By Patrick Salkeld
Controversy surrounded Jürgen Klinsmann’s tenure as the head coach of the United States Men’s National Team (USMNT) since nearly the beginning. He created tension between himself and Don Garber, the Commissioner of Major League Soccer (MLS), about implementing promotion and relegation in the United States and the quality of American soccer in the US. He notably left Landon Donovan—arguably the most famous American soccer player to date—off the 2014 World Cup roster and refused to play many other MLS stars. He also publicly deflected criticism of his management on to the on-field performances of the players and denigrated them during press conferences.
In the last year, the USMNT suffered several embarrassments. It failed to qualify for the 2016 Olympics in Brazil and lost its last two matches of the Hex in 2016 to Costa Rica and Mexico. On November 21, 2016, U.S. Soccer fired Jürgen Klinsmann. The German legend’s departure from the USMNT head coaching position surprised few Americans as it seemed to inch closer each month. Yet, US Soccer timed the official announcement right as the media brought attention to the federation’s other issues—the United States Women’s National Team’s (USWNT) fight for equal pay, the lack of promotion and relegation, and Chuck Blazer’s involvement in the massive FIFA corruption scandal, which broke in 2015.
On November 20, 2016, Carli Lloyd, Becky Sauerbrunn, Christen Press, and Morgan Brian appeared on 60 Minutes, in a segment titled “The Match of Their Lives,” to discuss the USWNT’s “fight for equal pay and equal rights as the men.” With this prime time slot, they received an audience of millions. The 2015 FIFA World Cup, in which the team won its third championship, transformed into the final point of contention. With FIFA’s refusal to fix the turf situation, the players started a full onslaught of activism—better treatment for themselves and female players across the globe. On March 31, 2016, Grant Wahl published the exact wage details for the USMNT and the USWNT in response to the news that five USWNT players “filed a complaint against the US Soccer Federation alleging wage discrimination, insisting they should be paid the same as their male counterparts.” The US Senate even passed “a non-binding resolution from Democratic Senator Patty Murray urging the US Soccer Federation (USSF) ensure the World Cup-winning women’s team was fairly compensated.” Later, she and Dianne Feinstein, another US Senator, sent a letter to Don Garber, the CEO of Soccer United Marketing (SUM) in addition to the MLS Commissioner, to “request that Garber provide a breakdown of revenue, details of individual revenue streams, a percentage of contracts that contain sponsorship of the Women’s team, a description of U.S. Soccer’s efforts to grow the women’s game, and any other relevant information” because the details about US Soccer revenue remains obscure. The numbers in Wahl’s article show a distinct difference in pay and bonuses offered to both teams.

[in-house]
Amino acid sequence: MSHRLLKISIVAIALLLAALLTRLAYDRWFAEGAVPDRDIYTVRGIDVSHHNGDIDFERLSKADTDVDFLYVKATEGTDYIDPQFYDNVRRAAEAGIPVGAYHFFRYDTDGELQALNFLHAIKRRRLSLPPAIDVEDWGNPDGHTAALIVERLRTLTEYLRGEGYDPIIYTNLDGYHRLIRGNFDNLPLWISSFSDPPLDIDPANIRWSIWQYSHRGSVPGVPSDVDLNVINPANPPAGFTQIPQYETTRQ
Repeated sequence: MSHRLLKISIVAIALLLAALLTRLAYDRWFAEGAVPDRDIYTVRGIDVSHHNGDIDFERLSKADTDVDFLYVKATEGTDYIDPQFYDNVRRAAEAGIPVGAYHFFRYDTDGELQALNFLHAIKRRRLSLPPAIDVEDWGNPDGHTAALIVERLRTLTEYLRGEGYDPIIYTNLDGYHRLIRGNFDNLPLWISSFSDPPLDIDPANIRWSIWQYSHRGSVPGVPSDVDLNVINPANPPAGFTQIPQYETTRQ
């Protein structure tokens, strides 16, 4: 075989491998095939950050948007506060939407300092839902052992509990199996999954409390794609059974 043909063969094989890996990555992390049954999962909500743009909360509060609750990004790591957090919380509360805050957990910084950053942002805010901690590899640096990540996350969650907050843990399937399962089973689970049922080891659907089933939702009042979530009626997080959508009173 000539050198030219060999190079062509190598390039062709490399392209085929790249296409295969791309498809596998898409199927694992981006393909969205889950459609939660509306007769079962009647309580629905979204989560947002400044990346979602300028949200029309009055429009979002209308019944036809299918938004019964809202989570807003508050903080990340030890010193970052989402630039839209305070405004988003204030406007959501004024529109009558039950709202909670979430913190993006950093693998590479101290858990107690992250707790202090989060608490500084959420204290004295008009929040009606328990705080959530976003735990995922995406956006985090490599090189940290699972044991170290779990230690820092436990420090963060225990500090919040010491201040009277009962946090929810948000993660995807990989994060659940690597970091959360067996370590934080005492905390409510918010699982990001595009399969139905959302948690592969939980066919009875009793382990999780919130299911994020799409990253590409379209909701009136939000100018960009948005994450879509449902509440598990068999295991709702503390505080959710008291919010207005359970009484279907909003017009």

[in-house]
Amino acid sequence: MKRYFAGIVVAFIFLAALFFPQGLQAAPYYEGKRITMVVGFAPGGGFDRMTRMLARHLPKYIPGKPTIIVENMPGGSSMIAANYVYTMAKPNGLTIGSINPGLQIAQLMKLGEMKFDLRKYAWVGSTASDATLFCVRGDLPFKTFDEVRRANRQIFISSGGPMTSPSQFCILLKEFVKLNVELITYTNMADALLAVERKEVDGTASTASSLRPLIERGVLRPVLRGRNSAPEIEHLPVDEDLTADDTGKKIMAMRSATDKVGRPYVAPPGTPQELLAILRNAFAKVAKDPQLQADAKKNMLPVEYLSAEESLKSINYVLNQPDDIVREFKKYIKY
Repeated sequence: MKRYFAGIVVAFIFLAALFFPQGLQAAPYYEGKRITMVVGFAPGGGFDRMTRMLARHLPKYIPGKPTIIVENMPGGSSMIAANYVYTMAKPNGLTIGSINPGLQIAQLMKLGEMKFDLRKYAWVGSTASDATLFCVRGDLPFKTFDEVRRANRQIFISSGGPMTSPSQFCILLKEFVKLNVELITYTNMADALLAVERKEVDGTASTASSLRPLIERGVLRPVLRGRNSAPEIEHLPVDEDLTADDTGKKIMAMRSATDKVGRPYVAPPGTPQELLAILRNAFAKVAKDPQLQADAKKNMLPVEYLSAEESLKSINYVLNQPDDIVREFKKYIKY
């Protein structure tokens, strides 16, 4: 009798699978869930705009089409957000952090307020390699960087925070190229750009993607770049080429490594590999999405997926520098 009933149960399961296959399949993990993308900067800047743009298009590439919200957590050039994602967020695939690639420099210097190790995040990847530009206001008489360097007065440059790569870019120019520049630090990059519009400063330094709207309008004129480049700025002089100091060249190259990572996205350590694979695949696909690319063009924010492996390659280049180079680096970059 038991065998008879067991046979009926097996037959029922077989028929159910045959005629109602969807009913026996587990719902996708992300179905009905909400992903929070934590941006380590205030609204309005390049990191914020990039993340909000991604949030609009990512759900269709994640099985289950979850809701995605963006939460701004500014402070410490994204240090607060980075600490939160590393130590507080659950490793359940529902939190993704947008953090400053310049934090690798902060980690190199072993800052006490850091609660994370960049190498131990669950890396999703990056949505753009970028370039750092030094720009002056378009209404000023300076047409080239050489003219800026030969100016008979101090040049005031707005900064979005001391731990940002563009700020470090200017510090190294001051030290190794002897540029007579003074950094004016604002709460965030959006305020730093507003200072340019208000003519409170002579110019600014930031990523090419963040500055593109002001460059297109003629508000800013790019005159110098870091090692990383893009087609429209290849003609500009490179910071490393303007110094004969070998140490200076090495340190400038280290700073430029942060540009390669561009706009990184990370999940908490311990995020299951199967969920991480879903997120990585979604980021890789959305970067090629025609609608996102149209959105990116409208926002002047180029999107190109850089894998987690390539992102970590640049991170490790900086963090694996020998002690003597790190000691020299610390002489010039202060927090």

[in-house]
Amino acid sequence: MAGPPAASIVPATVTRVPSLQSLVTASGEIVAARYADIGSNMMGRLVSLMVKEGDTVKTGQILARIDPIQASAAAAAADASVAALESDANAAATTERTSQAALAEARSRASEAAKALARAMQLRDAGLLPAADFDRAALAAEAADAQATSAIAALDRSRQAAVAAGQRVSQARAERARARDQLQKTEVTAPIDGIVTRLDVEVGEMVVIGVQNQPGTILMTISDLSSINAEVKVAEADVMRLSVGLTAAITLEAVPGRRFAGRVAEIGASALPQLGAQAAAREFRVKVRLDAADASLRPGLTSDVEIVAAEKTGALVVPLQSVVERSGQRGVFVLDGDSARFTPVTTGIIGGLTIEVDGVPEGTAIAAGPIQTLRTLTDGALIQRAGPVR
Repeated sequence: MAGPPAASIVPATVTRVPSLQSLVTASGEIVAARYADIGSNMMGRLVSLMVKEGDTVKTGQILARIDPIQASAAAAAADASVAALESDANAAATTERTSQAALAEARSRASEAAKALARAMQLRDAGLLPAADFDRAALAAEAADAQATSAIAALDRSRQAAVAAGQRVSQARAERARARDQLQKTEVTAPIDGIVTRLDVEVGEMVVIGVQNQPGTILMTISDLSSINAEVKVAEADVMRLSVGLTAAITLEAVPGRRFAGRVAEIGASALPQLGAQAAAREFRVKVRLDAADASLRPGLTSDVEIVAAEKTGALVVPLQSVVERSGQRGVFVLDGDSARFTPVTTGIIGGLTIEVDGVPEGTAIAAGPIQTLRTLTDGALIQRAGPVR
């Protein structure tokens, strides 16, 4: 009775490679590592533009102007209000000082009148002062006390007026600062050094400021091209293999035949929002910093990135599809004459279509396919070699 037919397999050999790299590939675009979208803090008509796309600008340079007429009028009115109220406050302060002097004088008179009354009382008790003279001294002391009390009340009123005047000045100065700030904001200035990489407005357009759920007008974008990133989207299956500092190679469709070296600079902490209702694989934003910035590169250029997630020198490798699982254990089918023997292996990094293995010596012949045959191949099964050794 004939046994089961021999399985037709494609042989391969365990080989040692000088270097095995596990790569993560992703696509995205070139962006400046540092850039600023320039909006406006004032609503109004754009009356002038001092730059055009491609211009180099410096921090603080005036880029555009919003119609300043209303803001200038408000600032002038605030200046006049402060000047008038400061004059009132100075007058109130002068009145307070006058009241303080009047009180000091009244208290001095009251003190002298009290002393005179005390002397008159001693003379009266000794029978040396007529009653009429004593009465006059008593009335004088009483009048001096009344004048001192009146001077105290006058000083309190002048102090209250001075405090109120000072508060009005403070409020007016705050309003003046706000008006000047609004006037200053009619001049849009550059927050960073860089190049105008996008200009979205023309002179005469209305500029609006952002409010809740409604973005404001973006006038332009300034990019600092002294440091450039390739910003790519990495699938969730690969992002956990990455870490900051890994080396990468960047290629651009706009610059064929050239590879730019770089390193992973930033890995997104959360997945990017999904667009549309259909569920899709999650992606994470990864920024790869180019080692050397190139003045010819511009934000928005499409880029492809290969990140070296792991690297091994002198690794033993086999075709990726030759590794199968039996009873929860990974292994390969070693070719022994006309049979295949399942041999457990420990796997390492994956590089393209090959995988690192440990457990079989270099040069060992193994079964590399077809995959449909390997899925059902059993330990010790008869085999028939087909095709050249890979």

|USWNT, USMNT pay gap|
|Friendlies (per player, vs. teams not in FIFA’s top 25, excluding Mexico)||$1,350 for a win||$9,375 for a win;
$6,250 for a tie;
$5,000 for a loss
|Friendlies (per player, vs. teams ranked 11-25, excluding Mexico)||$1,350 for a win||$12,500 for a win;
$6,250 for a tie;
$5,000 for a loss
|Friendlies (per player, vs. teams ranked 1-10 and Mexico)||$1,350 for a win||$17,625 for a win;
$8,125 for a tie;
$5,000 for a loss
|World Cup roster bonus||$15,000 per player WCQ match bonus;
$15,000 per player WC roster bonus
|$68,750 per player|
|World Cup qualifiers||N/A||$12,500 per player per win; $6,000 per player per draw; $4,000 per player per loss|
|World Cup qualification||N/A||$2,500,000 split among team player pool|
|World Cup per game payment||N/A||$6,875 per player, regardless of result|
|World Cup first round points bonus||N/A||$218,750 to team player pool per point earned|
|World Cup second round advancement bonus||N/A||$4,500,000 split among team player pool|
|World Cup fourth place bonus||$10,000/player||N/A|
|World Cup third place bonus||$20,000/player||$1,250,000 to team player pool|
|World Cup second place bonus||$32,500/player||$6,250,000 to team player pool|
|World Cup champion bonus||$75,000/player||$9,375,000 to team player pool|
|Player in World Cup training camp, not game roster||N/A||$2,500|
|Per Diem||$50/domestic venue; $60/international||$62.50 domestic;
|Sponsor appearance fee||$3,000/appearance||$3,750/appearance|
|Attendance ticket revenue bonus||$1.20/ticket||$1.50/ticket|
|Post-World Cup victory tour (number of games dependent on WC outcome; tour dependent on WC finish)||$1.8M for team player pool for finishing first in World Cup;
$6,750 per player for finishing second;
$6,250 per player for finishing third
The next day, one might have expected sports journalists on ESPN and other news outlets to cover the 60 Minutes interview, but they remained silent on the matter. FIFA and US Soccer both claim a desire to constantly improve women’s soccer on a global level; however, their actions and attitudes towards the players regarding sexist comments, pay discrimination, funding, and field surface display an inconsistent track record contrary to their statements. The two organizations must adjust their policies and mindsets if they truly want to help the popularity of women’s soccer. Another glaring topic entered the conversation during that week as well—changing the American soccer pyramid from a closed system to an open system.